Short and Simple Teacher Tips
Top Teacher Tips from
Kat Howard (Leicestershire)
Write with words that sound simply wonderful when you read them aloud. Words that will dance delicately across the page; words that hiss and spit and slip away; words that frantically and furiously speed things up, and words that slither sentences to a…… stop. The words that sound like music are a writer’s best tool!
Jonny Kay (Newcastle)
1. Make sure you plan a rough idea and come back to your plan regularly;
2. Edit, edit, edit!
3. Write about what you know to get you started and then research what you don’t
Cathy Williams (Kathmandu, Nepal)
1. Keep it brief. The best short stories take place in a short amount of real time. Avoid trying to write about the whole of your lockdown experience. Instead pick one short event to represent the whole experience and just write about that.
2. Show, don’t tell and use specific, concrete details to make your writing feel real. You could describe physical objects around you or your character in unusual ways. Or how about choosing a particular sound that you’re hearing regularly in lockdown to repeat as a motif in your writing?
3. Create a clear voice. We’re all missing other people at the minute, so make your narrator someone who your readers can fee close to. You might like to write in first person as yourself to speak directly to readers. If so, think about making the voice sound like you do in real life. Imagine you’re speaking to a friend or family member and write like that. If you’re using a third person narrator, try an omniscient one. Get inside characters’ heads and try to share their feelings with readers.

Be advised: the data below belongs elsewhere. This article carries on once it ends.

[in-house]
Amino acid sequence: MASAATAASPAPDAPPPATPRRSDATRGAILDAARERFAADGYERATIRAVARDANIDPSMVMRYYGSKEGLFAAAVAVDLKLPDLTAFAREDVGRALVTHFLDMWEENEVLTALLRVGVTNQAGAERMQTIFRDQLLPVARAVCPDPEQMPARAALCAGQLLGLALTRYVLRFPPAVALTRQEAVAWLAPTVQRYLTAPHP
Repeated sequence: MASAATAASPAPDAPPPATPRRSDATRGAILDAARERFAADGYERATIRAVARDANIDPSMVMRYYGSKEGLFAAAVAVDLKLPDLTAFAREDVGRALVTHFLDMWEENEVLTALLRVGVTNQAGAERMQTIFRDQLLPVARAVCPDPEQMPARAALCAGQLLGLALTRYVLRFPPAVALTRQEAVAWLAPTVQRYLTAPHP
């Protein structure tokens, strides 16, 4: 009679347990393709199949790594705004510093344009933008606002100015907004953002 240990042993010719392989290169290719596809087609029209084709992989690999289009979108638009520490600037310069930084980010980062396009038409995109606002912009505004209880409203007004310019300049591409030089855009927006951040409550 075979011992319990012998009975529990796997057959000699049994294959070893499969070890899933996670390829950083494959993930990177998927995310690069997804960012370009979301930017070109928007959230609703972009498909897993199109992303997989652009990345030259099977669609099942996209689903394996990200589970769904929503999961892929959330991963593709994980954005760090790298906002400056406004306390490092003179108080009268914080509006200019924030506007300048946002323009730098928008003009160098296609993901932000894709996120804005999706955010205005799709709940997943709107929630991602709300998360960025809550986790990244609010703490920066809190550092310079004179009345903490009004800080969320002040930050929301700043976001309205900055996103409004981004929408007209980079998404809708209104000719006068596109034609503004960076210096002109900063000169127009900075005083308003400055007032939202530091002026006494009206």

Adrian Bethune (Hertfordshire )
1. Sketch out a rough plan of what you want to say and in what order.
2. Just start writing. It’s easier to edit something than nothing!
3. Read your work back and keep you audience in mind – will this be interesting for them?
4. Leave your writing alone for a bit and then edit your work – you’ll see it with fresh eyes.
5. Get some fresh eyes to read it too. Ask someone you trust to read it and give you some honest feedback, then edit again.
Claire Stoneman (Birmingham)
To write well, you have to care about what you’re writing about. And I mean really care. Some of the best writing is personal, honest and raw. And you must read and write every day, even if it’s just a bit. Because great writing comes from reading a lot.
Sarah Baxter (Bristol)
Writing is a process; perfect pieces don’t just happen instantly. It’s worth taking time to draft, then sleep on it, and then review. It’ll help you to gain perspective and see the impact that your choices have.